“There was definitely a really high bar we set for ourselves [in developing the Spider-Man game] in terms of the fidelity of the visual effects. We were looking at Marvel movies and really wanting to hit the same level of fidelity in our cinematics as something pre-rendered. That was our ideal goal.” —Jenna Ruth

Aside from their gaming accolades, the studio was also named one of the 2017 Best Small & Medium Workplaces by Great Place to Work in Fortune. The company’s most recent title, Marvel’s Spider-Man released in September for the PlayStation 4, and met with huge success out of the box. According to USA Today, the game sold 3.3 million copies in its first three days on the shelves. This set a record for Sony, and made Spider-Man the fastest-selling first-party video game in the history of the company. USA Today also estimated that the game made more in its first three days than the Spider-Man: Homecoming film made in its opening weekend. Ruth actually worked on previs for Spider-Man: Homecoming as an intern, giving her the unique role of having worked on both the Marvel movie and video game. Of course, the game wasn’t developed in a vacuum where Marvel movies didn’t exist. Ruth says that they were really trying to make the game experience as much like film as they could. “There was definitely a really high bar we set for ourselves in terms of the fidelity of the visual effects,” Ruth says. “We were looking at Marvel movies and really wanting to hit the same level of fidelity in our cinematics as something pre-rendered. That was our ideal goal.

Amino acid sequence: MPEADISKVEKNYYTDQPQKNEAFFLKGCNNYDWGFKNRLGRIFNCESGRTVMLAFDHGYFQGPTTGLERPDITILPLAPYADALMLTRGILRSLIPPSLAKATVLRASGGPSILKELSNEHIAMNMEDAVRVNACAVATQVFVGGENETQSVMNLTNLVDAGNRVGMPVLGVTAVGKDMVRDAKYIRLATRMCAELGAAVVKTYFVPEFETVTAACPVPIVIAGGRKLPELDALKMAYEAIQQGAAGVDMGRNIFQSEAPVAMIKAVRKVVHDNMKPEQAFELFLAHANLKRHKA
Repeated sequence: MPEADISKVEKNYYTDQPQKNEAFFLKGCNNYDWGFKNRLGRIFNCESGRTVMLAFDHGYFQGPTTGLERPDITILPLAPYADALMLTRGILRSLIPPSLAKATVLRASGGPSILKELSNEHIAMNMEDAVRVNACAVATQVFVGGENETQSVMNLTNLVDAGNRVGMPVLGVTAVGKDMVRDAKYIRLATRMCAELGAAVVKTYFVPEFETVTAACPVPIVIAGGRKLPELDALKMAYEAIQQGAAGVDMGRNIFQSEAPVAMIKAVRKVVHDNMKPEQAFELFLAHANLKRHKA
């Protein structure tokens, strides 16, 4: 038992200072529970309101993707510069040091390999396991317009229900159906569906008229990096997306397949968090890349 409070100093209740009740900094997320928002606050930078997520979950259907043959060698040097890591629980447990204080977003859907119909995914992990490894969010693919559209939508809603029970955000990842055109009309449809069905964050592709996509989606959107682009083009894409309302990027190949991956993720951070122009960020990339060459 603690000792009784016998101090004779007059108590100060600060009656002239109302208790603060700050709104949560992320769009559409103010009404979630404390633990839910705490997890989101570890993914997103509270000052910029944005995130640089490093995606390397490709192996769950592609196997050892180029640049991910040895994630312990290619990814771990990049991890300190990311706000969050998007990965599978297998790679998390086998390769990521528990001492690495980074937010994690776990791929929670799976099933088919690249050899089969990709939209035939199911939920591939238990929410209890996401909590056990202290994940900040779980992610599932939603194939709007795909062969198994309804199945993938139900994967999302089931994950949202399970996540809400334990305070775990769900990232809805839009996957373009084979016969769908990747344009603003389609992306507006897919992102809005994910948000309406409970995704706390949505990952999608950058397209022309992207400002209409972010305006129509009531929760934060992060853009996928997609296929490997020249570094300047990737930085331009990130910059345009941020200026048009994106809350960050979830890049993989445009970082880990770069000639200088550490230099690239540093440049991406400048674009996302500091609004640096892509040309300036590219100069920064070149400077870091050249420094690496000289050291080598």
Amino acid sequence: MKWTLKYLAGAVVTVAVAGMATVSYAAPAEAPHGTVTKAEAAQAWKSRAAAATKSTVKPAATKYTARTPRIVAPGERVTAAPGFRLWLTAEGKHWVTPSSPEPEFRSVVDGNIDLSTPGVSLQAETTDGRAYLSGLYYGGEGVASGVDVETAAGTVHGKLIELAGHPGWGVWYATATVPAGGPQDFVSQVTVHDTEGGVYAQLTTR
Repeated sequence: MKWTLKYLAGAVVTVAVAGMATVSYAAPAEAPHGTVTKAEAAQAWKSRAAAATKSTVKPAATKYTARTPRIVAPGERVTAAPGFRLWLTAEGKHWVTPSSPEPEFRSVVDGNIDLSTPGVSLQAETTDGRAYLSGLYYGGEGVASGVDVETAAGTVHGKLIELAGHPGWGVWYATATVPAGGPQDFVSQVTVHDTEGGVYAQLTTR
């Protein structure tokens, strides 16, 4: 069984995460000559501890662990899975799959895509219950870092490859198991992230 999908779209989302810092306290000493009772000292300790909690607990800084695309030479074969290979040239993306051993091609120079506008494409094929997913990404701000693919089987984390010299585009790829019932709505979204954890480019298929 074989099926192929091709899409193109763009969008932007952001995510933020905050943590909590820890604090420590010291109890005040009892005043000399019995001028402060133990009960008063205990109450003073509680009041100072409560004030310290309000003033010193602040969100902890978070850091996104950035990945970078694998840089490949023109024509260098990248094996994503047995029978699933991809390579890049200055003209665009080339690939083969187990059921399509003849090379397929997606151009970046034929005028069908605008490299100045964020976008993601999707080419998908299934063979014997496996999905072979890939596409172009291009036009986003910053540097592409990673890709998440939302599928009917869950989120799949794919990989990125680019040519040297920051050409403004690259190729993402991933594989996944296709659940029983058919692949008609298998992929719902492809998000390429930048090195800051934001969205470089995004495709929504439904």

A fisted Spider-Man confronts adversaries.

“Effects are maybe seen as a little more interchangeable. I’m looking forward to more artistic specificity in effects supporting the style of the game.” —Jenna Ruth

“On the one hand, there are cinematic effects, which are very much about the cool factor and the [movie] feeling. On the other hand, we have gameplay effects, which definitely presented some unique challenges. For example, it’s a world of very variable scale, there’s a lot of stuff on the ground, and there’s the combat. You can also traverse extremely quickly through this gigantic city. So there was a lot of focus on conveying gameplay information,” she adds. One challenge was the game’s pause map, which used the imposter New York City’s geometry. “When you’re in the open world, like below the lowest LOD for buildings, there are imposters, but they’re 3D imposters,” Ruth says. Ruth worked on the shaders for map screen, and also worked on most of the Spider-Man suit powers. She was also involved in brainstorming the powers from inception, something that isn’t always the case. Prior to Spider-Man, Ruth worked on Crowe: The Drowned Armory, a VR title which released both on Oculus and Vive. The VR market is expected to reach $202.2 billion by 2022, and major players such as Facebook and Sony have already entered the market.